The “front door” for customers accessing wealth management firms is decrepit, outdated and woefully uninviting, according to a recent survey. Even as usage of wealth management apps increased during the pandemic, a J. D. Power survey found that the industry provided a crummy user experience full of missed opportunities for advisor engagement.
Mobile wealth management apps aren’t just for do-it-yourselfers, and they're increasingly used by Gen X and millennials. Thirty-six percent of investors working with an advisor said they increased their wealth management app usage during the pandemic, which outpaced that of DIYers, which stood at 17%, according to the survey of more than 2,700 wealth management customers.
Overall, 33% of investors increased their app usage during the pandemic, but the trend was most pronounced among Gen X, which saw 30% of the group increase its app usage compared with pre-pandemic levels, and millennials, at 45% for the same figure.
“Wealth management firms need to recognize that the app is increasingly becoming their front door,” said Amit Aggarwal, senior director of digital solutions at J.D. Power. “They need to spend the time making sure that this channel is addressing customer needs, easy to navigate and seamlessly integrated into all facets of their business.”
Part of that integration is providing an app-based means for connecting with a human advisor that goes beyond the superficial. In May and June, 31% of investors said they had no recent advisor contact, and of those who did communicate with an advisor, just 2% communicated via a mobile app or secure messaging and another 2% communicated using a chat feature, according to the survey. Compare that with 74% of advisors who opted to place a phone call and 57% who sent an email.
A big reason for low client engagement via mobile apps is that most apps don’t facilitate human engagement: just 35% of wealth apps profiled by J.D. Power offered chat functionality and 41% supported secure messaging—even though both features are “frequently” demanded by users.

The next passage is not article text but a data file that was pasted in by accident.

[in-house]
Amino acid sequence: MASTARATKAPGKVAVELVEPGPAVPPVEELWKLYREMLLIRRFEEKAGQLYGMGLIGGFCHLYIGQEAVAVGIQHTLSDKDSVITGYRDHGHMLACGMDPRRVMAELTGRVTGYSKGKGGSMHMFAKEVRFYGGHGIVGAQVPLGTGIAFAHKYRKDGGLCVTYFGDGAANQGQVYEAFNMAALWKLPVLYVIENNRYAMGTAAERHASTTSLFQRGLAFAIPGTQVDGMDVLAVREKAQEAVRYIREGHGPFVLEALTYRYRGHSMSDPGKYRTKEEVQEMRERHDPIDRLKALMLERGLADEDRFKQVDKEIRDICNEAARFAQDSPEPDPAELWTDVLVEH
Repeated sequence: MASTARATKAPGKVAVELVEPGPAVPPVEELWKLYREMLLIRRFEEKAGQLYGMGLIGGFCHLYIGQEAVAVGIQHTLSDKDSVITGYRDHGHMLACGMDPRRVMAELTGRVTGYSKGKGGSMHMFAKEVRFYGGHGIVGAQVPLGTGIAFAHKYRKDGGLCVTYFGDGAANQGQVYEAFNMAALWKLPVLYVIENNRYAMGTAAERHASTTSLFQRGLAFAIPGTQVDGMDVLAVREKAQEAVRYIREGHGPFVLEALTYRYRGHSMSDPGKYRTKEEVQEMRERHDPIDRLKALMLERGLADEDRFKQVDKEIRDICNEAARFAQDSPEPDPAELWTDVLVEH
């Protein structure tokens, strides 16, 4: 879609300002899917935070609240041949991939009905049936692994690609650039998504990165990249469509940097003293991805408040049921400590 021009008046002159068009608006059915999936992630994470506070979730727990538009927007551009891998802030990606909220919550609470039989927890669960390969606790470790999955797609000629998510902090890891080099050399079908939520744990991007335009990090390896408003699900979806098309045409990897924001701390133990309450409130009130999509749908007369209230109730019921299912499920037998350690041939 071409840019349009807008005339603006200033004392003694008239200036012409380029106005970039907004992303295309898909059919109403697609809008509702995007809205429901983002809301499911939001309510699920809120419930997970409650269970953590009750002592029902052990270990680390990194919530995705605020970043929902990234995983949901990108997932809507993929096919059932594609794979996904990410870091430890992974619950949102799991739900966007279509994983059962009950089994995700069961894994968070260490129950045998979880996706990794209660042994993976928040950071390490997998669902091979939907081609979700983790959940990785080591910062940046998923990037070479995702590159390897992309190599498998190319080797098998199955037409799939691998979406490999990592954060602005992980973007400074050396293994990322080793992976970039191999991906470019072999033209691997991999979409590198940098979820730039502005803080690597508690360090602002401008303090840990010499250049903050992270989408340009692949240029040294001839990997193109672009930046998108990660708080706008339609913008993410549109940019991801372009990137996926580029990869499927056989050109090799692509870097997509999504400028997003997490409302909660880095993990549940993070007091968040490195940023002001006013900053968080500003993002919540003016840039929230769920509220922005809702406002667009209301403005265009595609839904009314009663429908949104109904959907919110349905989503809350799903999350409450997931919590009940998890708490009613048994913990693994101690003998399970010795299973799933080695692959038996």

It’s a simple case of missed opportunity and slow adaptation, according to the survey’s authors. Full-service investors who use an app to interact with their wealth management firm are generally 40 points more satisfied with their service provider than customers using firms without a robust mobile app.
JPMorgan Chase, which saw skyrocketing You Invest account openings over the past year, was ranked highest for customer satisfaction with wealth management apps, followed by Wells Fargo. E*Trade and U.S. Bank were tied for third. Merrill Edge, Edward Jones, Vanguard and TD Ameritrade all performed below the industry average in overall satisfaction.
Wealth management apps lagged those of credit cards, insurance and even banking in overall satisfaction, according to the survey. Meanwhile, fintechs like Betterment, Wealthfront, Wealthsimple, Ellevest and Acorns were not only better ranked in satisfaction, but they also provided an app experience that was markedly easier to navigate, looked better and operated faster, the study found.
“Most wealth app offerings are missing the mark,” concluded Michael Foy, senior director of wealth and lending intelligence at J.D. Power.
“This is such a critical moment in the digital transformation of wealth management and firms have a tremendous opportunity to leverage their mobile apps as a powerful communications conduit between investors and advisors,” he added. “Advisors and their firms need to recognize that the mobile app is not a threat to the advisor’s value—it is an opportunity to increase engagement by meeting investors where they are.”